Coronation Street Cross

15/01/09 | Posted by ellen

Many of today’s newspapers have featured a story about the wedding of Coronation Street characters Tyrone Dobbs and Molly Compton. During the fictional ceremony the altar cross, that is usually a prominent feature of the real life church St Mary's in Nether Alderley, Cheshire, was replaced by a candelabra and a flower display. So much fuss has been made about the missing cross that the producers of the popular soap have had to apologize for its absence.

 The Cross remembers Jesus Crucifixion

It seems that the producers decided that the cross in question would cause offense to some Coronation Street viewers so decided to cover it up. The cross was a large brass symbolic representation of the cruel wooden cross that would have been used to torture and execute many enemies of the Roman state and common criminals. Jesus was executed by being nailed to such a cross. You can find the following description of what crucifixion is on the re:jesus site:

Crucifixion usually involved flogging, carrying the cross-beam (the horizontal bar) to a public place of execution, and being tied or nailed to the cross. It was an exceptionally painful and shameful way to die, often lasting for days. It was normal for passers-by to verbally abuse the person being crucified.

It was considered too bad a punishment for Roman citizens, but the Romans crucified many thousands of slaves and foreigners. It had special a stigma for Jewish people, because of a verse in the Bible which says: “Anyone who is hung on a tree is cursed by God”.

I wonder what the cross continues to mean to us - perhaps we see it as a symbol of the Christian Faith, or a reminder of the cruel death of Jesus, or even a sign of hope or salvation? Whatever we think It seems that over 2,000 years after the death of Jesus the means of his execution continues to cause controversy.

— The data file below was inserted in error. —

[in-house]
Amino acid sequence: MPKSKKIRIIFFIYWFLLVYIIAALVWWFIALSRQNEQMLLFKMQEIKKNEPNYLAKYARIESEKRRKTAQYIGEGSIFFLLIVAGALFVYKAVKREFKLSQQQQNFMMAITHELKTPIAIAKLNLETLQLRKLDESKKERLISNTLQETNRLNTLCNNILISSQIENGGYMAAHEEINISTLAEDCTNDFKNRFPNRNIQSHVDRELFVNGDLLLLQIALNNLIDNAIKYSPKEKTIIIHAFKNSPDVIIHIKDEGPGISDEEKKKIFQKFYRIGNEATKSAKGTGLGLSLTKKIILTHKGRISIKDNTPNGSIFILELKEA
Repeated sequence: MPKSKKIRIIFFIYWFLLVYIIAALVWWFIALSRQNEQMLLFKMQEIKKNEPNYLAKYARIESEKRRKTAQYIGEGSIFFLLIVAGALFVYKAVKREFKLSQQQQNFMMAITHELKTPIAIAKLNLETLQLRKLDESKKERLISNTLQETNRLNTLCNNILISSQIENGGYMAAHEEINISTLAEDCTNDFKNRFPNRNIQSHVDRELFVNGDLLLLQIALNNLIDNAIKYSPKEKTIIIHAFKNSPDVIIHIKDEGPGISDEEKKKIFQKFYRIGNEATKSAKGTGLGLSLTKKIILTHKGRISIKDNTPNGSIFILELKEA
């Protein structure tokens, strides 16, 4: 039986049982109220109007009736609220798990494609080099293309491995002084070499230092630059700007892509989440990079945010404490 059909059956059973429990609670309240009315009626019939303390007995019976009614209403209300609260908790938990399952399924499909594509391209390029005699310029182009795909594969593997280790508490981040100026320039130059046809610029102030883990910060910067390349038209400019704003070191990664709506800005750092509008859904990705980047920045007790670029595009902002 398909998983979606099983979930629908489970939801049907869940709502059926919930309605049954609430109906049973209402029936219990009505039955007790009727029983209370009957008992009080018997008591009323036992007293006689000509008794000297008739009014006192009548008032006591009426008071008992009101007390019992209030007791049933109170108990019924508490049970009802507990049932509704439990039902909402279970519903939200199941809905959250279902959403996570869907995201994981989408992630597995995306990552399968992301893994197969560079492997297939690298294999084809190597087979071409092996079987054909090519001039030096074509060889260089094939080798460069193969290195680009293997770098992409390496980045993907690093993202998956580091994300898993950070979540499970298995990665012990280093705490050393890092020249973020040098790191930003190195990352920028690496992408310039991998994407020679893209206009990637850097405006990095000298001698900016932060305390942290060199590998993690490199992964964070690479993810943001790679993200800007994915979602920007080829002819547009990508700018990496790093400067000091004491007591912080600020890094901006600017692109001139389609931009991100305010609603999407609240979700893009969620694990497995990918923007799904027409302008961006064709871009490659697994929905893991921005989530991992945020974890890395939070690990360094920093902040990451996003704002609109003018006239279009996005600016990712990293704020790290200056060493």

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The cross to me is a sign of love. That Jesus could go through all that pain willingly. To go through torture for me and for you. To willingly give up his life to give people he knew and billions he didnt hope for a better future and better life.
I look at the cross and see pain and agony as well, but its a reminder for me that sometimes we have to go through struggles and pain to do what is right, that it might not be ok right now but keep going because if your doing the right thing it will turn out well in the end.

#1. By Debbie on January 21, 2009

I have a nagging question, that I hope can be answered.  Were women crucified, or was there another punishment for them?

#2. By Lisa on January 22, 2009

I am sure that the Lord Jesus Christ came to die for our sins by the shedding of his very own blood on the Cross at Calavalry. If we believe on the Lord Jesus Christ we shall be saved. We can not save ourselves by any works that would satisfy a Holy God. We are saved by grace, a free gift of God, through faith. Then our communion with our God is restored!

#3. By Thomas Morris on February 17, 2009

The above image, “The Cross Remembers Jesus Crucifixion…” I would like to use in my soon to be published book, “Preaching: The Mirror of God”.  My publisher, Outskirts Press, requires copyright authorization.  If you are amenable to this, please send me email info so I can send you the paper to be signed for that authorization.  Thanks.  Brooke

#4. By Rev. Brooke Wickliffe Fisher on May 17, 2009

Please let me know if I can use this image in my book.  If I can I will need to send you a paper to sign for authorization.  I will need to know your email address.  Note #4 comment written to you on May 17, 2009 concerning the use of this beautiful image in my soon to be published book, “Preaching:  The Mirror of God.  Thanks.  Brooke

#5. By Rev. Brooke Wickliffe Fisher on October 28, 2009

My book is already finalyzed so it is too late to gain permission to use the image in my book.  Thanks anyhow.  It’s a beautiful cross!  Rev. Brooke Wickliffe Fisher

#6. By Rev. Brooke Wickliffe Fisher on January 11, 2010




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